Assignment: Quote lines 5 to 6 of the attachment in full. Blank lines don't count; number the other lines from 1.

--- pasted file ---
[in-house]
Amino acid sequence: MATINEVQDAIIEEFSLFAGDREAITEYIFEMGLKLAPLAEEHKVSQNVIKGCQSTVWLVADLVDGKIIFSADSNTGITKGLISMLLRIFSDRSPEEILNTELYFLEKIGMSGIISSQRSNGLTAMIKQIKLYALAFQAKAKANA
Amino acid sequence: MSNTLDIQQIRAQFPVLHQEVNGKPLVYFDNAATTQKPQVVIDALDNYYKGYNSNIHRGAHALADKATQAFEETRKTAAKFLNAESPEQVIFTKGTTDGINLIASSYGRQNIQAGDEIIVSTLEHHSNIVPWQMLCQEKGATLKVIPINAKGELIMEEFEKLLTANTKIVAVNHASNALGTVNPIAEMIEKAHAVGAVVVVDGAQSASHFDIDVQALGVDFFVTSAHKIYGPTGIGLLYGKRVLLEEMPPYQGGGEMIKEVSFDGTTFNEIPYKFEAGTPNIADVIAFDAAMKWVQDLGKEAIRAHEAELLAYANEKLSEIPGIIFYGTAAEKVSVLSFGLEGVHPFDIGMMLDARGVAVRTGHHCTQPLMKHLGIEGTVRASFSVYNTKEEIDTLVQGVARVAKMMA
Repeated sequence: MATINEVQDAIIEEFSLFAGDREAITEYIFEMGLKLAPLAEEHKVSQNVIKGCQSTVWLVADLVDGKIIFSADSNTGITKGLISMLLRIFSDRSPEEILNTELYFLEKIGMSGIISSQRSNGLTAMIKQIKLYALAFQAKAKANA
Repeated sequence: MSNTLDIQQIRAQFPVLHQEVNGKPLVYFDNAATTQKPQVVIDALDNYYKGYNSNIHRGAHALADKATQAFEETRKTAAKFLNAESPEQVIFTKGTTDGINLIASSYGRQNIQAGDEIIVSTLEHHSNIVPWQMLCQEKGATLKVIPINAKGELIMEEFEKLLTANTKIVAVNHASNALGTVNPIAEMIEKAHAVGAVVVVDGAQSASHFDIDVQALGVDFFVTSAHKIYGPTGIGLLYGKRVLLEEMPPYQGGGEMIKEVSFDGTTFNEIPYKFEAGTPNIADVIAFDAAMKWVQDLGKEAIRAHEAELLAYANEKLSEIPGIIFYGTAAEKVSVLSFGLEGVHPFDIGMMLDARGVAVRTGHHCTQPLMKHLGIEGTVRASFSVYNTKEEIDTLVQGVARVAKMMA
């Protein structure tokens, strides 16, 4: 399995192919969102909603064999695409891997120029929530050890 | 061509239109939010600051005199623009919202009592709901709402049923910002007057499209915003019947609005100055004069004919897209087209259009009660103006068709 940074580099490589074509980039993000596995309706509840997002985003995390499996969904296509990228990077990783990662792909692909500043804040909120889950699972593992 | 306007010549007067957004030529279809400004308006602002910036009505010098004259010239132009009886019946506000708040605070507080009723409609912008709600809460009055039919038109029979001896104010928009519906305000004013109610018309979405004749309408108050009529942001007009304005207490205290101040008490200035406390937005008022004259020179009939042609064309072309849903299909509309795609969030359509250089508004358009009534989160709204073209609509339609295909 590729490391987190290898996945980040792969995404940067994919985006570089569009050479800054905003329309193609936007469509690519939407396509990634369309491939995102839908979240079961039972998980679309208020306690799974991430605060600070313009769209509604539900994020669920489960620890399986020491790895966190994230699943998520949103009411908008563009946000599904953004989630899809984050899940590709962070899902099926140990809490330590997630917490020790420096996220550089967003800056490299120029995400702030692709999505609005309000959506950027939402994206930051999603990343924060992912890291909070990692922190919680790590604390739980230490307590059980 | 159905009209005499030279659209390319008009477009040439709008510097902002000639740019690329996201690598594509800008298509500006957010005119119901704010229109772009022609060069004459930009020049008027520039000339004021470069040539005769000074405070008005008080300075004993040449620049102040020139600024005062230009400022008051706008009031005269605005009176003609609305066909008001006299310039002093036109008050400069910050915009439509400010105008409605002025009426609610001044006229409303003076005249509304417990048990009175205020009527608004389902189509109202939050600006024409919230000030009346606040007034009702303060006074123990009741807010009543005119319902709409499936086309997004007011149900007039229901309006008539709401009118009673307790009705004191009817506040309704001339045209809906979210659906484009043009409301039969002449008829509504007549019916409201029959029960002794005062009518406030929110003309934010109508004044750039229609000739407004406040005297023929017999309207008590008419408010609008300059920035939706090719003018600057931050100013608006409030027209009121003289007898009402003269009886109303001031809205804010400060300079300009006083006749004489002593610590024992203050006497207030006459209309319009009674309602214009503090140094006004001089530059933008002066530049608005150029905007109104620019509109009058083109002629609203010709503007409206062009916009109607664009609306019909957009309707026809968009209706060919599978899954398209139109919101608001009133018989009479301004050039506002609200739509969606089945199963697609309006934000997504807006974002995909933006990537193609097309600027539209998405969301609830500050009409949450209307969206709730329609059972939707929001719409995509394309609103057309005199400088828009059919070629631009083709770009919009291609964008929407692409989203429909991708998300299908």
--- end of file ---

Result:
Repeated sequence: MSNTLDIQQIRAQFPVLHQEVNGKPLVYFDNAATTQKPQVVIDALDNYYKGYNSNIHRGAHALADKATQAFEETRKTAAKFLNAESPEQVIFTKGTTDGINLIASSYGRQNIQAGDEIIVSTLEHHSNIVPWQMLCQEKGATLKVIPINAKGELIMEEFEKLLTANTKIVAVNHASNALGTVNPIAEMIEKAHAVGAVVVVDGAQSASHFDIDVQALGVDFFVTSAHKIYGPTGIGLLYGKRVLLEEMPPYQGGGEMIKEVSFDGTTFNEIPYKFEAGTPNIADVIAFDAAMKWVQDLGKEAIRAHEAELLAYANEKLSEIPGIIFYGTAAEKVSVLSFGLEGVHPFDIGMMLDARGVAVRTGHHCTQPLMKHLGIEGTVRASFSVYNTKEEIDTLVQGVARVAKMMA
């Protein structure tokens, strides 16, 4: 399995192919969102909603064999695409891997120029929530050890 | 061509239109939010600051005199623009919202009592709901709402049923910002007057499209915003019947609005100055004069004919897209087209259009009660103006068709 940074580099490589074509980039993000596995309706509840997002985003995390499996969904296509990228990077990783990662792909692909500043804040909120889950699972593992 | 306007010549007067957004030529279809400004308006602002910036009505010098004259010239132009009886019946506000708040605070507080009723409609912008709600809460009055039919038109029979001896104010928009519906305000004013109610018309979405004749309408108050009529942001007009304005207490205290101040008490200035406390937005008022004259020179009939042609064309072309849903299909509309795609969030359509250089508004358009009534989160709204073209609509339609295909 590729490391987190290898996945980040792969995404940067994919985006570089569009050479800054905003329309193609936007469509690519939407396509990634369309491939995102839908979240079961039972998980679309208020306690799974991430605060600070313009769209509604539900994020669920489960620890399986020491790895966190994230699943998520949103009411908008563009946000599904953004989630899809984050899940590709962070899902099926140990809490330590997630917490020790420096996220550089967003800056490299120029995400702030692709999505609005309000959506950027939402994206930051999603990343924060992912890291909070990692922190919680790590604390739980230490307590059980 | 159905009209005499030279659209390319008009477009040439709008510097902002000639740019690329996201690598594509800008298509500006957010005119119901704010229109772009022609060069004459930009020049008027520039000339004021470069040539005769000074405070008005008080300075004993040449620049102040020139600024005062230009400022008051706008009031005269605005009176003609609305066909008001006299310039002093036109008050400069910050915009439509400010105008409605002025009426609610001044006229409303003076005249509304417990048990009175205020009527608004389902189509109202939050600006024409919230000030009346606040007034009702303060006074123990009741807010009543005119319902709409499936086309997004007011149900007039229901309006008539709401009118009673307790009705004191009817506040309704001339045209809906979210659906484009043009409301039969002449008829509504007549019916409201029959029960002794005062009518406030929110003309934010109508004044750039229609000739407004406040005297023929017999309207008590008419408010609008300059920035939706090719003018600057931050100013608006409030027209009121003289007898009402003269009886109303001031809205804010400060300079300009006083006749004489002593610590024992203050006497207030006459209309319009009674309602214009503090140094006004001089530059933008002066530049608005150029905007109104620019509109009058083109002629609203010709503007409206062009916009109607664009609306019909957009309707026809968009209706060919599978899954398209139109919101608001009133018989009479301004050039506002609200739509969606089945199963697609309006934000997504807006974002995909933006990537193609097309600027539209998405969301609830500050009409949450209307969206709730329609059972939707929001719409995509394309609103057309005199400088828009059919070629631009083709770009919009291609964008929407692409989203429909991708998300299908």